DIY Home Emergency Kit

by Lauren Caggiano

Sometimes the unthinkable or unpredictable happens at home. In those cases, it’s especially important to be prepared so you can protect your loved ones in the event of a natural disaster or other emergency.

But where to begin? According to Ready.gov, it’s recommended to have enough food, water and essential supplies on hand for 72 hours in case you need to evacuate. If you plan to remain in your home, the Red Cross recommends planning for a two-week supply of such items. That way you can be assured your family is taken care of, even if conditions worsen or there’s a weather emergency declared.

While you can buy a ready-to-go kit online, you can alternatively take a thrifty and practical approach. You likely have some staples sitting around at home and can round them up into an official kit. (Or better yet, make this a family project and get the kids involved.)

For starters, grab a large, waterproof tub to store the contents of your kit. From here you can start to round up the essentials first, and then move on to the “extras.”

The Basics
(Per the American Red Cross)

  • Water: one gallon per person, per day (3-day supply for evacuation, 2-week supply for home)
  • Food: non-perishable, easy-to-prepare items (3-day supply for evacuation, 2-week supply for home)
  • Flashlight
  • Battery-powered or hand-crank radio (NOAA Weather Radio, if possible)
  • Extra batteries (Similar item available in the Red Cross Store)
  • Deluxe family first aid kit
  • Medications (7-day supply) and medical items
  • Multi-purpose tool
  • Sanitation and personal hygiene items
  • Copies of personal documents (medication list and pertinent medical information, proof of address, deed/lease to home, passports, birth certificates, insurance policies)
  • Cell phone with chargers (Similar item available in the Red Cross Store)
  • Family and emergency contact information
  • Extra cash
  • Emergency blanket
  • Map(s) of the area

The Extras

Once you’ve got the must-haves, you can customize the kit to your family’s needs and your climate.  Additional supplies you might consider adding to your kit might include:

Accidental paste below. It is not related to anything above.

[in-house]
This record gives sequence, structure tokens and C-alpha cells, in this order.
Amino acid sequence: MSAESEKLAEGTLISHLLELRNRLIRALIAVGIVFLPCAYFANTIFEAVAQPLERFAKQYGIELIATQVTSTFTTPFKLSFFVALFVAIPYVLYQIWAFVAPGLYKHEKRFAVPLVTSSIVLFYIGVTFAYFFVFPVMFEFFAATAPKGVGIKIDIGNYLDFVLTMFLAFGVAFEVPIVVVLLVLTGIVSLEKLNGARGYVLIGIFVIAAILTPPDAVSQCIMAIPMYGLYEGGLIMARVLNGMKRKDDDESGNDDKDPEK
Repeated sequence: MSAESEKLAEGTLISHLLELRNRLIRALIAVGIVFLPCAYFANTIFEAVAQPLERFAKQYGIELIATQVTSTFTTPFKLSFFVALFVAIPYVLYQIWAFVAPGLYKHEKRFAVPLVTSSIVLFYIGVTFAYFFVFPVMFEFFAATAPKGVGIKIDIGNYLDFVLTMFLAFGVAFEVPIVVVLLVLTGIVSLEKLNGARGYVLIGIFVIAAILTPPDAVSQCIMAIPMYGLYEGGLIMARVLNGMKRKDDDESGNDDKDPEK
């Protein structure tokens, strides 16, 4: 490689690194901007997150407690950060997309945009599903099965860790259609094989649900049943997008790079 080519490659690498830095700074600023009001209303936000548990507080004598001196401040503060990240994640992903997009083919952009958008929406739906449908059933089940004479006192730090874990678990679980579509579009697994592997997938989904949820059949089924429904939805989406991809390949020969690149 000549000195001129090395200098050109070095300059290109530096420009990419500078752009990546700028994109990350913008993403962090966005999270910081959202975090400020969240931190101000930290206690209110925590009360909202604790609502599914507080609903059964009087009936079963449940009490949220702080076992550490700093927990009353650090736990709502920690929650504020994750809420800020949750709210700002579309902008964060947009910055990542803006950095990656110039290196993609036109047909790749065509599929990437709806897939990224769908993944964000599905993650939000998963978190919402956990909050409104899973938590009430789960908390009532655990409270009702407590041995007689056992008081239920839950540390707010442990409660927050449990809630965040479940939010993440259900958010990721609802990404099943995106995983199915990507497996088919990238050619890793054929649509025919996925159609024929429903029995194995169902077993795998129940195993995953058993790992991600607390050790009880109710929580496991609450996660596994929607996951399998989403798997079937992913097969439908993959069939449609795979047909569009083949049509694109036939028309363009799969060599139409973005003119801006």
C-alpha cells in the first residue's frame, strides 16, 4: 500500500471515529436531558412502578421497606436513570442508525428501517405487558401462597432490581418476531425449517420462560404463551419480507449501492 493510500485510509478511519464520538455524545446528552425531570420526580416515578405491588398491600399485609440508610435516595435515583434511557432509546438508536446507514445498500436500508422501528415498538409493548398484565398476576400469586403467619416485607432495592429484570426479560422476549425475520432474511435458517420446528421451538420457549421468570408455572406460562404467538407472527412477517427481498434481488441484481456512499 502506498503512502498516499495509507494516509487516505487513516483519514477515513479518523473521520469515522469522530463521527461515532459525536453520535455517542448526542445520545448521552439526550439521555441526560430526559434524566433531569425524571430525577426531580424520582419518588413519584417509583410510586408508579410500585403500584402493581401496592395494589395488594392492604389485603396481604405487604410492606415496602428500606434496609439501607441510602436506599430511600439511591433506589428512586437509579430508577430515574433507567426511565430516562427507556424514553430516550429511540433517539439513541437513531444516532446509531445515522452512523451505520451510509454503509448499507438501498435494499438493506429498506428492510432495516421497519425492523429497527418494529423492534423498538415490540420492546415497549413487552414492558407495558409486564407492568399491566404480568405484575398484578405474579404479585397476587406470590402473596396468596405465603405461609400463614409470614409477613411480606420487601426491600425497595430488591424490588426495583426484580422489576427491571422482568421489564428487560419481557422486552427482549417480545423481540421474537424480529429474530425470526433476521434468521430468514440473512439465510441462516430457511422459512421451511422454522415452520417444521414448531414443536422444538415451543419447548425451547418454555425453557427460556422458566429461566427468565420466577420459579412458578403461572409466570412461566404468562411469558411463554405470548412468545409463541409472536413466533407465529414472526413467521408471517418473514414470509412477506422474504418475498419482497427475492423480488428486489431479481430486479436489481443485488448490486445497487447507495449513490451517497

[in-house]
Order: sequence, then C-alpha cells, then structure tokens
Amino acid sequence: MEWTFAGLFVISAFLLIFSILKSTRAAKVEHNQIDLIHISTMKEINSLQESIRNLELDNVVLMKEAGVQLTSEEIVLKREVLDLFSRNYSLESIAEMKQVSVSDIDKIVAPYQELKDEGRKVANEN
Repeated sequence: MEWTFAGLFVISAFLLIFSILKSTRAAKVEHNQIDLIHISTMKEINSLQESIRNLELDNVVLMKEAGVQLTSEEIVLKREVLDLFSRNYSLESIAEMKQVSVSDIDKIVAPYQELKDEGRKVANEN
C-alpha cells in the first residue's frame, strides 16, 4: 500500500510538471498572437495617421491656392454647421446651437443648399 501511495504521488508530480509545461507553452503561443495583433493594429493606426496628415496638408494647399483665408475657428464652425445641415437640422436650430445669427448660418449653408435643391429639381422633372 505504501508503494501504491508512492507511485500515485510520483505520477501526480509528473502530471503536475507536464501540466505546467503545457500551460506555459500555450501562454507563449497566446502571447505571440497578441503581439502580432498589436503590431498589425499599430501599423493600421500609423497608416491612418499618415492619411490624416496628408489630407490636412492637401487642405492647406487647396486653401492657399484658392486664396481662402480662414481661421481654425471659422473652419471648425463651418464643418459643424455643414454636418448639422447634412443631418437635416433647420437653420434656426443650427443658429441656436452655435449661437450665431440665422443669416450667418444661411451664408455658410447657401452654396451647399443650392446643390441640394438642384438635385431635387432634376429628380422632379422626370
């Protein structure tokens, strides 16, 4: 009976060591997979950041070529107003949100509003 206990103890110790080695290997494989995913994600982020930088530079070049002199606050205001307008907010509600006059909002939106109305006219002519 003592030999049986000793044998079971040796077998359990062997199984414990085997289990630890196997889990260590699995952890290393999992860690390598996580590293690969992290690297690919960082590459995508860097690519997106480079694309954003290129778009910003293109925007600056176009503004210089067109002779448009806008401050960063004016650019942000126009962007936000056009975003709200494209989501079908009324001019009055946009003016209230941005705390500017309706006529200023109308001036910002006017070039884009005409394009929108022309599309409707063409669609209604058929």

• Whistle
  • N95 or surgical masks
  • Matches
  • Rain gear
  • Towels
  • Work gloves
  • Tools/supplies for securing your home
  • Extra clothing, hat and sturdy shoes
  • Plastic sheeting
  • Duct tape
  • Scissors
  • Household liquid bleach
  • Entertainment items
  • Blankets or sleeping bags

Of course, a kit is futile if you don’t have the knowledge or a plan in place to respond to an emergency. Consider this a reminder to have such a conversation so nothing is left to chance when you’re panicking. Again, the Red Cross is a great resource for such material. First, discuss how you’d respond in a given situation in your home environment. Second, identify responsibilities for each member of your household and how you’ll collaborate under such circumstances. Last, but perhaps most importantly, practice as many elements of your plan as possible. For added peace of mind, you might consider downloading the American Red Cross’ app, for Apple and Google Play.

Uncertainty is part of life, but don’t let it cramp your style. By putting in the time and curating such a kit, you’ll be set up to handle whatever life (or Mother Nature) sends your way. As the Boy Scouts say, “be prepared.”

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